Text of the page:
ATLANTA - Storms killed one person Saturday in northwest Georgia, less than 24 hours after a tornado with wind up to 130 mph cut a 6-mile path through downtown Atlanta, blowing windows out of skyscrapers and injuring dozens.
More thunderstorms headed across northern Alabama toward the city Saturday. 'We're bracing for another round of whatever mother nature throws at us,' said Lisa Janak of the state emergency management agency.
A tornado touched down Saturday in Polk County on the Alabama line, killing one person, Janak said. She had no other details, and the National Weather Service had not confirmed the second tornado.
At least 27 people were hurt Friday night, though no injuries were believed to be life-threatening.
Crews hauled broken glass and furniture out of streets downtown, where all events scheduled for Saturday were canceled, including the St. Patrick's Day parade.
'It's a mess,' Janak said.
Weather service officials confirmed Saturday that a tornado hit about 9:40 p.m. as a thunderstorm roared through with wind up to 60 mph, about 10 minutes after the weather service issued a tornado warning.
There had been only a 'light risk' in the area Friday for thunderstorms capable of producing strong tornadoes and very large hail, said Trisha Palmer, a weather service meteorologist in Peachtree City. In contrast, the risk was rated as moderate Saturday in north Georgia and upstate South Carolina.
The storm smashed hundreds of skyscraper windows, blew furniture and luggage out of hotel rooms, crumbled part of an apartment building and rattled a packed sports arena.
Streets around the Georgia Dome, Phillips Arena, the CNN Center and Centennial Olympic Park were littered with glass, downed power lines, bricks, insulation and the occasional office chair. Billboards collapsed onto parked cars.
Curious onlookers fanned out across the city taking pictures and surveying the damage in their neighborhoods. Mayor Shirley Franklin urged people to stay indoors unless performing essential tasks like checking on family or property.
'Do not use this as an opportunity for sightseeing,' Franklin said. 'It is not as if something happened last night and everything is over. Our challenge is getting people to understand that this is a serious emergency response effort.'
Georgia Insurance and Safety Fire Commissioner John Oxendine estimated damage from Friday night's storm at $150 million to $200 million, most of it at the Georgia World Congress Center, a state convention facility near the CNN Center and the Georgia Dome. He said the storm broke through the roof, sucking walls, glass and furnishings out like a vacuum.
CNN said its headquarters building suffered ceiling damage that allowed water to pour into the atrium, and windows were shattered in the CNN.com newsroom and the company's library. A water line inside the building broke, turning a staircase into a waterfall.
'It was crazy. There was a lot of windows breaking and stuff falling,' said Terrence Evans, a valet who was about to park a car at the Omni Hotel when the storm twister hit.
Guests and staff were quickly moved to the exhibit hall and ballroom, and the only injuries were 'some cuts and scrapes and no major issues as far as we know,' hotel spokesman Mike Sullivan said.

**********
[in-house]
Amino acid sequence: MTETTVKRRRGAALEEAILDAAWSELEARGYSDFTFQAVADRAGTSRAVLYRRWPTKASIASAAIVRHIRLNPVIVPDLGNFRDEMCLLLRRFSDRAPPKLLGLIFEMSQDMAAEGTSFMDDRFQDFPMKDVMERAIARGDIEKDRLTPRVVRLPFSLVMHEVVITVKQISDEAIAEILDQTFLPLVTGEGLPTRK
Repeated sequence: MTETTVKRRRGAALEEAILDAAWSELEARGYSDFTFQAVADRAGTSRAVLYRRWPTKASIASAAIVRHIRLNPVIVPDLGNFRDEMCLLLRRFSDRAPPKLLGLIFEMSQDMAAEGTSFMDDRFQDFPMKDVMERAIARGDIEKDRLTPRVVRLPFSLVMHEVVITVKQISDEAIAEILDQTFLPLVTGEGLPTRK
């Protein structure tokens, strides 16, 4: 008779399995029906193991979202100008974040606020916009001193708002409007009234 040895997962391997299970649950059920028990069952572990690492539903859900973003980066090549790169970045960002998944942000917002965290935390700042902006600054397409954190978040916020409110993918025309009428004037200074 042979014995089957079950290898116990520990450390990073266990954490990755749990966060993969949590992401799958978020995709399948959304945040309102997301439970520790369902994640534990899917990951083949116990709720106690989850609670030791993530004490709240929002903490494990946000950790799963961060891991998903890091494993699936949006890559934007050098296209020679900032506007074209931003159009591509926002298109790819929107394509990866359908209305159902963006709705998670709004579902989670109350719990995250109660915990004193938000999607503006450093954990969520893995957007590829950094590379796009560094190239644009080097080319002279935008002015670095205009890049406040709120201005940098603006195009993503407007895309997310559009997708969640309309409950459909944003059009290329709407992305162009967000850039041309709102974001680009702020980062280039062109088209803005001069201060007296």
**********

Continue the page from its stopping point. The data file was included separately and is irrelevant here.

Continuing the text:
The 1,000-room hotel was fully booked, though many guests were out at sporting events at nearby neighboring venues when the storm hit.
Many residents were surprised by the storm, as were tens of thousands of basketball fans at the Southeastern Conference basketball tournament at the Georgia Dome and the NBA matchup between the Atlanta Hawks and Los Angeles Clippers at Philips Arena. The warning was not displayed or announced at either game.
The first sign was rumbling and the rippling of the dome's fabric roof. Catwalks swayed and insulation rained down on players during overtime of the Mississippi State-Alabama game, sending fans fleeing toward the exits and the teams to their locker rooms.
'I thought it was a tornado or a terrorist attack,' said Mississippi State guard Ben Hansbrough, whose team won 69-67 after an hourlong delay under a roof with at least two visible tears. Officials said the rest of the tournament would be played at Georgia Tech.
'Ironically, the guy behind me got a phone call saying there was a tornado warning,' fan Lisa Lynn said. 'And in two seconds, we heard the noise and things started to shake. It was creepy.'
Calls to the Georgia Dome and Philips Arena were not immediately returned.
Power was knocked out to about 19,000 customers, and about 10,000 remained without power Saturday.
A loft apartment building had severe damage to one corner and appeared to have major roof damage. Property manager Darlys Walker said there was one minor injury. A vacant building also collapsed, with no apparent injuries, Fire Capt. Bill May said.
Grady Memorial Hospital, the city's large public hospital where many of the injured were taken, had broken windows but was operating as usual.
Melody and Brad Sorrells were home in their living room with their two children when the storm hit, and the huge pine in their front yard crashed into their east Atlanta house.
'I saw it falling and we ran into the back bedrooms in the closet,' Melody Sorrels said. 'I feel sick.'
The tornado was the first on record in downtown Atlanta, said Vaughn Smith, another weather service meteorologist. The last tornado to strike inside the city was in 1975, and it hit the governor's mansion north of downtown, he said.
Associated Press writers Dorie Turner, Daniel Yee and John Amis and AP Sports Writer Paul Newberry contributed to this report.